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Authors: Shelley Sackier

Dear Opl

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Copyright © 2015 by Shelley Sackier

Cover and internal design © 2015 by Sourcebooks, Inc.

Cover design and illustrations by Jeanine Henderson

Cover images © Lana Langlois/Thinkstock; fotyma/Thinkstock

Sourcebooks and the colophon are registered trademarks of Sourcebooks, Inc.

All rights reserved. No part of this book may be reproduced in any form or by any electronic or mechanical means including information storage and retrieval systems—except in the case of brief quotations embodied in critical articles or reviews—without permission in writing from its publisher, Sourcebooks, Inc.

The characters and events portrayed in this book are fictitious or are used fictitiously. Any similarity to real persons, living or dead, is purely coincidental and not intended by the author.

Published by Sourcebooks Jabberwocky, an imprint of Sourcebooks, Inc.

P.O. Box 4410, Naperville, Illinois 60567-4410

(630) 961-3900

Fax: (630) 961-2168

Library of Congress Cataloging-in-Publication Data is on file with the publisher.

Source of Production: Versa Press, East Peoria, Illinois, USA

Date of Production: June 2015

Run Number: 5004259

To Chloe and Gabe, who for years told me that I didn't have to try so hard with my cooking. I forgive you. And you're welcome.

The dark enveloped me, squishing my lungs. Like the engulfing bear hug you get from an uncle who's built like a lumberjack. But this black was so tarry and thick, it made me feel as if I were breathing syrup and forced my heart to thud in my chest. I blinked again and again, and squinted hard, hoping something—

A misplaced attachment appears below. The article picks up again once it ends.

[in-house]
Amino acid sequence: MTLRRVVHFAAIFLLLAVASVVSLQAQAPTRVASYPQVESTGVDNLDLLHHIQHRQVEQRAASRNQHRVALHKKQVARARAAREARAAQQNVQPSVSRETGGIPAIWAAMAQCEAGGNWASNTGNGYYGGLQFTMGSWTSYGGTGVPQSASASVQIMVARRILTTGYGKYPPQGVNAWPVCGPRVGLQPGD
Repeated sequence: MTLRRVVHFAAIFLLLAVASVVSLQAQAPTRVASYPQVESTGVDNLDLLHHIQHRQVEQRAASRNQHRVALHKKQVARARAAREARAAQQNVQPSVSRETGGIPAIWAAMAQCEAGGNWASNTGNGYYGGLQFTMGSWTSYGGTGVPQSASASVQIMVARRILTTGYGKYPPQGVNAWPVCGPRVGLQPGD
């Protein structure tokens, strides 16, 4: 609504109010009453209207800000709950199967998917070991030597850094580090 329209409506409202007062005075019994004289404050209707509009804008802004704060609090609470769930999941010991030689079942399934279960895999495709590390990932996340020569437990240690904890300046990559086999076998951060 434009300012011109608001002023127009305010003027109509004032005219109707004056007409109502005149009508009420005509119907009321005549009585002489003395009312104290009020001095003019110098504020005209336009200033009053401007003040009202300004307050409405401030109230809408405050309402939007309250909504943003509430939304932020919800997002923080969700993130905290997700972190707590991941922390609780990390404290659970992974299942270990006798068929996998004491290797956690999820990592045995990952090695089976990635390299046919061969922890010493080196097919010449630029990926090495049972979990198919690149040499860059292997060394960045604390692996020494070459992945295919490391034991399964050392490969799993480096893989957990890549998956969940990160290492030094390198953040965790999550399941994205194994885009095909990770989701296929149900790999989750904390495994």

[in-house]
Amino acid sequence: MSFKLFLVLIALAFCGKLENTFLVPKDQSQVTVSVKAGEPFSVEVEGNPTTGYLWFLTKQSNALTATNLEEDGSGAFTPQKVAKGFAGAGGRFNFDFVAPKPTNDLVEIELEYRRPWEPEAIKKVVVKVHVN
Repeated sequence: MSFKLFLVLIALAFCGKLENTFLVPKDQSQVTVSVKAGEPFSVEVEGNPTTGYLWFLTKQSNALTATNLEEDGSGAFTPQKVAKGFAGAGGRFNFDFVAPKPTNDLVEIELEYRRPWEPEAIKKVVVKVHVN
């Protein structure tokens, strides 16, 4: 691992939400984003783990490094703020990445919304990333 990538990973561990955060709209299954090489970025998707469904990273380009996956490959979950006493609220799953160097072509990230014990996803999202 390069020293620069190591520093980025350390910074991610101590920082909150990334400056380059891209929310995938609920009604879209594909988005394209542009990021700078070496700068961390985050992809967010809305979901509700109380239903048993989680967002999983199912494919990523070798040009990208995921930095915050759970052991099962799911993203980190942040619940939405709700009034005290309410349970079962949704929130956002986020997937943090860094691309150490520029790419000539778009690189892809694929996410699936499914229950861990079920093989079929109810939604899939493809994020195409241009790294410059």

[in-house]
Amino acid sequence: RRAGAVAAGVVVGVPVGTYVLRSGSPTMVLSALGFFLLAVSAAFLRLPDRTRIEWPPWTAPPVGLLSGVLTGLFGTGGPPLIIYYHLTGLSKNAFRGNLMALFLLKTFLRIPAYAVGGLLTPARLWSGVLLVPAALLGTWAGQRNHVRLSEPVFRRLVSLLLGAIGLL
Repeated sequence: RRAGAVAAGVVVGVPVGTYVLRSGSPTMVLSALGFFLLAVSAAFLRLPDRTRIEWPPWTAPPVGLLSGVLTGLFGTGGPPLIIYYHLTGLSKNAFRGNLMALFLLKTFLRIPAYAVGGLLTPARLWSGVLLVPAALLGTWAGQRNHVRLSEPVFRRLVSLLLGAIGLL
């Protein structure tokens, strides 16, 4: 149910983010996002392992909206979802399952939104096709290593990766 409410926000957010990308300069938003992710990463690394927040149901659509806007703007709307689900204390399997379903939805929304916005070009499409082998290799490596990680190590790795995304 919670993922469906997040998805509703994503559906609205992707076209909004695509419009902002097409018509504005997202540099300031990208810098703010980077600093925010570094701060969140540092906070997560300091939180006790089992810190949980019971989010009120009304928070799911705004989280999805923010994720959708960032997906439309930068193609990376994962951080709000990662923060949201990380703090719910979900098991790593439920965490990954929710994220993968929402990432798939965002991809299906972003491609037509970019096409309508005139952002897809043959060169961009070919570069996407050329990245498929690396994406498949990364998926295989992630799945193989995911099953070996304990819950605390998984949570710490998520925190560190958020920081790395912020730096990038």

would come into focus. I wanted to sprint for my bed, to hide beneath my quilt, where nothing but fuzzy warmth and an old licorice stick are allowed. But I needed this. I couldn't leave because I had to get rid of the awful ache that poked at my sleep. If I fed it, like a lion at the zoo, it would circle and grow quiet. Sometimes.

Even though I wasn't supposed to.

My hands fluttered in front of me, like a couple of blind butterflies. They bumped against a pointed edge. I jerked back, thinking I'd been bit, but I took a breath and crept forward until I touched it once more. I traced my skittish fingers along its form until I felt certain the thing wouldn't strike at me with sharpened fangs and light up with red demonic eyes. It was a box of cereal. And it had to be Froot Loops because the pantry was a bundle of lip-smacking scents like tangy lemon, zingy orange, electric lime, and mouth-watering cherry. This meant Ollie had left the bag open and steam would shoot out of Mom's ears because it'll have gone stale by morning. I sighed with relief because as far as I knew, no one has ever been seriously injured by sugary, ring-shaped cereal. Then, again, maybe my younger brother would be the first.

I pushed the box aside and moved my hands higher up. I knocked another smaller carton to the floor, where it bounced off my sock-covered foot. I squatted, sweeping my hands across the floorboards until I found it. Bringing the package to my nose, I sniffed its edges. It smelled like Thanksgiving—well, not the last one, but the twelve others before that. It smelled of cinnamon and apples. It smelled of happiness.

I opened the box and felt inside, my fingers searching for more of the memory. They picked up a tiny pouch. A tea bag. It made the sound of Mom's old flower seed envelopes, the ones she held up each spring and shook like tiny maracas. “April showers bring May flowers! Let's go plant some future sunshine.”